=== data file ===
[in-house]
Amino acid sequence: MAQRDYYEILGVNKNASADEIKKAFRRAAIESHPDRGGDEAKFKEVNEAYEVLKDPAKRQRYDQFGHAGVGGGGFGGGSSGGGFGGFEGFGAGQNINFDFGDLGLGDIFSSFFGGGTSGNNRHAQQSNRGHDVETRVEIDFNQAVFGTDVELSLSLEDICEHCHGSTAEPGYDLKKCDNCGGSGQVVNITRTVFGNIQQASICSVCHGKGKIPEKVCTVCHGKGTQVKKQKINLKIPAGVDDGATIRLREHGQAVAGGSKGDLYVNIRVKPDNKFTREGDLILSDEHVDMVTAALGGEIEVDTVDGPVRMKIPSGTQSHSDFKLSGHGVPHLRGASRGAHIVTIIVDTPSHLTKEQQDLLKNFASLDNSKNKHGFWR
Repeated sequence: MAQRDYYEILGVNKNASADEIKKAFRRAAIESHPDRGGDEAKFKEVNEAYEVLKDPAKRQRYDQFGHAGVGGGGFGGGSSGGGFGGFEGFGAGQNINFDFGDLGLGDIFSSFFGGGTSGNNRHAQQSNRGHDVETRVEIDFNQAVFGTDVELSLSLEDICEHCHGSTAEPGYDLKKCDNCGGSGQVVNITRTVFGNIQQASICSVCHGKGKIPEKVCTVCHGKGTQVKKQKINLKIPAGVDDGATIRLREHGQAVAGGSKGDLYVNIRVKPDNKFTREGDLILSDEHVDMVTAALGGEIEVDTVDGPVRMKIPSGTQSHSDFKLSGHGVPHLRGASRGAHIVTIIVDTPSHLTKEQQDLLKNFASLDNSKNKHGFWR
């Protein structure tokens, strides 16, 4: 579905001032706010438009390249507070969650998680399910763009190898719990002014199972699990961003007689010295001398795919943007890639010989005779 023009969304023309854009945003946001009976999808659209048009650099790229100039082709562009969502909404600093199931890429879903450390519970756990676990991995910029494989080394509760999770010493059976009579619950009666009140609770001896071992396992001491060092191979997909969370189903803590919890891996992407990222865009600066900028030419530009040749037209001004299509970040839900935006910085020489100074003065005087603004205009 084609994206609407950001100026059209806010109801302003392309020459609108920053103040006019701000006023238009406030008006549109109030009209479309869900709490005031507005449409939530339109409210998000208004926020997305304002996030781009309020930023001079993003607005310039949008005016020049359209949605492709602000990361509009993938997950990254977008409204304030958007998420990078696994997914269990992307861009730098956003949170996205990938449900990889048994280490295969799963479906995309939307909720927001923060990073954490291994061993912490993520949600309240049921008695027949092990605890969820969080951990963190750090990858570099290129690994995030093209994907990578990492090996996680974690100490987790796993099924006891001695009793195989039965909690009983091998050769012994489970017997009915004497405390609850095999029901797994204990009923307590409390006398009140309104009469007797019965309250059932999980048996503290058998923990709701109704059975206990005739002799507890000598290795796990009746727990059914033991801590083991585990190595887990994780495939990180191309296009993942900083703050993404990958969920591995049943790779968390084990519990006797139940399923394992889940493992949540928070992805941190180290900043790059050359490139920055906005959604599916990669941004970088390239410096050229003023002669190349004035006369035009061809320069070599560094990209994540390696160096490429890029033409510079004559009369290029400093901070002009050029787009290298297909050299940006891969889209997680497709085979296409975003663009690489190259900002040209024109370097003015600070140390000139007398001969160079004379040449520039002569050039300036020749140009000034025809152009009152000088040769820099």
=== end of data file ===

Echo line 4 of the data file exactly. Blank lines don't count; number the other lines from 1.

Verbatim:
């Protein structure tokens, strides 16, 4: 579905001032706010438009390249507070969650998680399910763009190898719990002014199972699990961003007689010295001398795919943007890639010989005779 023009969304023309854009945003946001009976999808659209048009650099790229100039082709562009969502909404600093199931890429879903450390519970756990676990991995910029494989080394509760999770010493059976009579619950009666009140609770001896071992396992001491060092191979997909969370189903803590919890891996992407990222865009600066900028030419530009040749037209001004299509970040839900935006910085020489100074003065005087603004205009 084609994206609407950001100026059209806010109801302003392309020459609108920053103040006019701000006023238009406030008006549109109030009209479309869900709490005031507005449409939530339109409210998000208004926020997305304002996030781009309020930023001079993003607005310039949008005016020049359209949605492709602000990361509009993938997950990254977008409204304030958007998420990078696994997914269990992307861009730098956003949170996205990938449900990889048994280490295969799963479906995309939307909720927001923060990073954490291994061993912490993520949600309240049921008695027949092990605890969820969080951990963190750090990858570099290129690994995030093209994907990578990492090996996680974690100490987790796993099924006891001695009793195989039965909690009983091998050769012994489970017997009915004497405390609850095999029901797994204990009923307590409390006398009140309104009469007797019965309250059932999980048996503290058998923990709701109704059975206990005739002799507890000598290795796990009746727990059914033991801590083991585990190595887990994780495939990180191309296009993942900083703050993404990958969920591995049943790779968390084990519990006797139940399923394992889940493992949540928070992805941190180290900043790059050359490139920055906005959604599916990669941004970088390239410096050229003023002669190349004035006369035009061809320069070599560094990209994540390696160096490429890029033409510079004559009369290029400093901070002009050029787009290298297909050299940006891969889209997680497709085979296409975003663009690489190259900002040209024109370097003015600070140390000139007398001969160079004379040449520039002569050039300036020749140009000034025809152009009152000088040769820099």